Texas custody orders commonly include geographic restrictions limiting a parent’s ability to relocate the children outside a specified area. Regardless of whether there is a geographic restriction, a parent may seek to prevent the other parent from relocating with the children, often through modification of the custody order to either modify or add a geographic restriction or to change the parent with the exclusive right to designate the children’s primary residence. A mother recently challenged a modification giving the father the right to establish the children’s primary residence after she provided him notice of her intent to move to another county.
According to the appeals court’s opinion, the parties were appointed joint managing conservators with equal possession in the agreed final divorce decree. The mother was awarded the exclusive right to establish the primary residence for their two children, with a geographic restriction.
Pursuant to the decree, the mother could move the children to Harris or Dallas County if she provided the father six months’ notice of her intent to relocate and if the father successfully “secure[d] a transfer in employment” to that county. She notified him in 2020 that she intended to move to Harris County.
The father petitioned for modification to limit the restriction to Travis and contiguous counties. At the time of the hearing, the parties lived about fifteen minutes apart in Travis County. The father and children visited his family for holidays and birthdays. He testified the mother often attended his family gatherings. There was undisputed evidence the children had loving relationships with both parents and the parties agreed they had a good co-parenting relationship.
The mother testified she wanted to move primarily for the job. The mother emailed the father of her intent to relocate in late 2020. She testified she lost her job because of the pandemic in March 2020 and was unemployed for about a year. She got a job with a Houston-based company in early 2021. Her supervisors testified they let her work in Austin while the suit was pending. Although they said she had substantial sales commissions and was one of their best employees, they testified it would be hard to keep her if she did not move to Houston and she may not receive her commissions.
In 2016 when the decree was finalized, the father worked for a company with offices in Harris and Dallas Counties, but he started another job in Austin six months later. He testified his employer did not do business in Harris County so he would not be able to work for the same company if he moved. He did not want to apply for jobs in Harris County and did not want the children to move away from him. He was concerned they “would be sad” if they could not spend time with both parents. He also expressed concerns about them changing schools and leaving their friends and activities. The mother testified the children did not want to move.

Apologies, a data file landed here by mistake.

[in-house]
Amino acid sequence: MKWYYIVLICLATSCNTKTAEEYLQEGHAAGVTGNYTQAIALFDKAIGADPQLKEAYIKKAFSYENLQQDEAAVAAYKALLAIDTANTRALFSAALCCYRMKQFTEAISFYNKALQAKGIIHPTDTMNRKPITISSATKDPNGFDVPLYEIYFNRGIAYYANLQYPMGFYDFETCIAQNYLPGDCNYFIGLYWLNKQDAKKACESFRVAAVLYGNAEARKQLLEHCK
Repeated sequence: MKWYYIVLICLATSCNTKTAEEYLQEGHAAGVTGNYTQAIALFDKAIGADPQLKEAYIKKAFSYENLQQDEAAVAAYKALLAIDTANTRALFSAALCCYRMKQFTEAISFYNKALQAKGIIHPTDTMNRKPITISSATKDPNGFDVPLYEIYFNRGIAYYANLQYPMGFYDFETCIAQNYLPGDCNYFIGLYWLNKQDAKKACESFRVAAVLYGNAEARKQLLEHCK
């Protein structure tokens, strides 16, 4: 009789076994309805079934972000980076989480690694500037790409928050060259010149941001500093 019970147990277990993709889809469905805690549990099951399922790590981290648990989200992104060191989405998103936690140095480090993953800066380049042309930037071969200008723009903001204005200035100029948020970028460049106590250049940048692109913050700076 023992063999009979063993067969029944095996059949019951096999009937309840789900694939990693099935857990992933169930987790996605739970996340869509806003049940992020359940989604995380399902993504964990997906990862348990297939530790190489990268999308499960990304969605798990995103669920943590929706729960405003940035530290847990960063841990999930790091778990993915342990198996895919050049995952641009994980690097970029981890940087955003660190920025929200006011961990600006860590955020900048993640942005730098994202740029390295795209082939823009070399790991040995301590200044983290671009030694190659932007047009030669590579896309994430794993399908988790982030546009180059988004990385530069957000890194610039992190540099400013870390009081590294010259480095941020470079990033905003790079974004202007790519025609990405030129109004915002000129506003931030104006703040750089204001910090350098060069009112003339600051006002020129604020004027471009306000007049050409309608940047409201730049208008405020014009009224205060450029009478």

The children’s therapist testified she was concerned the children were stressed about the litigation and said one of the children was “crankier” in the last few sessions.
The trial court awarded the father the exclusive right to designate the children’s primary residence subject to the geographic restriction in the divorce decree. The appeals court noted the trial court had not modified the restriction, so, practically, the mother could move but not establish the children’s primary residence in Harris County.
The Mother’s Appeal
The mother appealed, arguing the trial court abused its discretion in modifying the custody arrangement in a way that was not pled or tried by consent. She argued the trial court erred in giving the father the exclusive right to designate the children’s primary residence despite her decision not to move when he had only sought the right on a conditional basis. She argued the court did not have the authority to give him the exclusive right to designate the children’s residence because she decided not to move.
The father asked the trial court to order that he had the exclusive right to establish the children’s primary residence “[i]n the event that [the mother. . .] elects to relocate to Harris County, Texas, or a location outside of Travis County, Texas.” The appeals court agreed the father’s pleading used conditional language and did not seek the exclusive right to designate the primary residence if the mother decided not to move. The appeals court pointed out, however, that the mother intended to move during the suit. She notified the father and children she intended to move, she testified she was planning to move, her supervisors testified they expected her to move, and she put her house up for sale. She changed her mind after the trial court made its decision. According to the appeals court’s opinion, the court did not learn she had decided not to move until she submitted a motion for reconsideration over a month after the order was issued. The trial court had pointed out in its denial of the reconsideration motion that the father’s pleading had used the word “elects” and, at the time of the hearing, the undisputed evidence was that the mother had expressed a desire and therefore an election to relocate.
The appeals court concluded the father’s pleadings gave the mother reasonable notice of his intent and the claims asserted, so the trial court’s order conformed to the pleadings. There was no abuse of discretion in the court granting the relief the father had requested. The appeals court affirmed the trial court’s judgment.
Contact an Experienced Dallas Custody Attorney
If you or your child’s other parent are considering moving with your child, a skilled Texas child custody lawyer can review your custody order and advise you on your rights and an appropriate course of action. Call 214.692.8200 to schedule a consultation with McClure Law Group.